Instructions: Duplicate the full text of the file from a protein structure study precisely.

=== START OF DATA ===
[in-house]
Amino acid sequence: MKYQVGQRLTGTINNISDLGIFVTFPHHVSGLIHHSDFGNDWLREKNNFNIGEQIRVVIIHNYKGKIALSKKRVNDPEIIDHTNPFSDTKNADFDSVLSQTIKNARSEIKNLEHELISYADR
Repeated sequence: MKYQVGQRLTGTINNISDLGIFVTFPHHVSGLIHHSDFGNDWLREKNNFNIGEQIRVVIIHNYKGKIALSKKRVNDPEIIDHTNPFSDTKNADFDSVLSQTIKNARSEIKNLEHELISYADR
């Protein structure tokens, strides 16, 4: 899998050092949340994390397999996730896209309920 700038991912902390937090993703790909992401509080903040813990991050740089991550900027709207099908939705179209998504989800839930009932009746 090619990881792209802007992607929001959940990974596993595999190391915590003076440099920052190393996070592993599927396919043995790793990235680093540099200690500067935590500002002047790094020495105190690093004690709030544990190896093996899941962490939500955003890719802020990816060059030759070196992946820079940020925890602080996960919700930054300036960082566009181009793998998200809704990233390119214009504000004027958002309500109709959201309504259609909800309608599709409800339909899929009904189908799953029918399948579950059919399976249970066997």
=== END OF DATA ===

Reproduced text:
[in-house]
Amino acid sequence: MKYQVGQRLTGTINNISDLGIFVTFPHHVSGLIHHSDFGNDWLREKNNFNIGEQIRVVIIHNYKGKIALSKKRVNDPEIIDHTNPFSDTKNADFDSVLSQTIKNARSEIKNLEHELISYADR
Repeated sequence: MKYQVGQRLTGTINNISDLGIFVTFPHHVSGLIHHSDFGNDWLREKNNFNIGEQIRVVIIHNYKGKIALSKKRVNDPEIIDHTNPFSDTKNADFDSVLSQTIKNARSEIKNLEHELISYADR
């Protein structure tokens, strides 16, 4: 899998050092949340994390397999996730896209309920 700038991912902390937090993703790909992401509080903040813990991050740089991550900027709207099908939705179209998504989800839930009932009746 090619990881792209802007992607929001959940990974596993595999190391915590003076440099920052190393996070592993599927396919043995790793990235680093540099200690500067935590500002002047790094020495105190690093004690709030544990190896093996899941962490939500955003890719802020990816060059030759070196992946820079940020925890602080996960919700930054300036960082566009181009793998998200809704990233390119214009504000004027958002309500109709959201309504259609909800309608599709409800339909899929009904189908799953029918399948579950059919399976249970066997």